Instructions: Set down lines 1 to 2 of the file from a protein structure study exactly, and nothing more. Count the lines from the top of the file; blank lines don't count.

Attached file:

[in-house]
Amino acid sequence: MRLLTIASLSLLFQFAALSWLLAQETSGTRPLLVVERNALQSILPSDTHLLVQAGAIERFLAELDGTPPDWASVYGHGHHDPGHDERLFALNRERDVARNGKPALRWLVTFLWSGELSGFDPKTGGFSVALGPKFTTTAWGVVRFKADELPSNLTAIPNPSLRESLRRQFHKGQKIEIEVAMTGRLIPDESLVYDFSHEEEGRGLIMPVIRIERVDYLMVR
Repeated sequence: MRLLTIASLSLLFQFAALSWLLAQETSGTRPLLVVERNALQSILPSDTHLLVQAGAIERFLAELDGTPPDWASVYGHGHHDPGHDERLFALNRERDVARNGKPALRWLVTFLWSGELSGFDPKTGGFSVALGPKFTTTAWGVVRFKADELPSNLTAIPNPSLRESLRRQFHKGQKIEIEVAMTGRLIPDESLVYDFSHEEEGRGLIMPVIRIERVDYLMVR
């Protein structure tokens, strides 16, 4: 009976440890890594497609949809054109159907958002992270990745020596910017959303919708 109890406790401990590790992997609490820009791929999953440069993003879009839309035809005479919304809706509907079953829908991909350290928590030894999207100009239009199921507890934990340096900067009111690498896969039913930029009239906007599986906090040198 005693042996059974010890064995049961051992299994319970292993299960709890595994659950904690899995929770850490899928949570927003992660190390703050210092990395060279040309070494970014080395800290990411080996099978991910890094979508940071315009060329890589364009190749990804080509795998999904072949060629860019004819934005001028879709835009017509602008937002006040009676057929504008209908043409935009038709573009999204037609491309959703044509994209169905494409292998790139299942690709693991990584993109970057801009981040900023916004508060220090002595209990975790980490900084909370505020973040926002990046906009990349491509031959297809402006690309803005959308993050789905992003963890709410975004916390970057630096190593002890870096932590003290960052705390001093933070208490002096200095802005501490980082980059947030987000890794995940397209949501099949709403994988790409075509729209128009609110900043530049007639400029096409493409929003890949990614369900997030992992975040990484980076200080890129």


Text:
[in-house]
Amino acid sequence: MRLLTIASLSLLFQFAALSWLLAQETSGTRPLLVVERNALQSILPSDTHLLVQAGAIERFLAELDGTPPDWASVYGHGHHDPGHDERLFALNRERDVARNGKPALRWLVTFLWSGELSGFDPKTGGFSVALGPKFTTTAWGVVRFKADELPSNLTAIPNPSLRESLRRQFHKGQKIEIEVAMTGRLIPDESLVYDFSHEEEGRGLIMPVIRIERVDYLMVR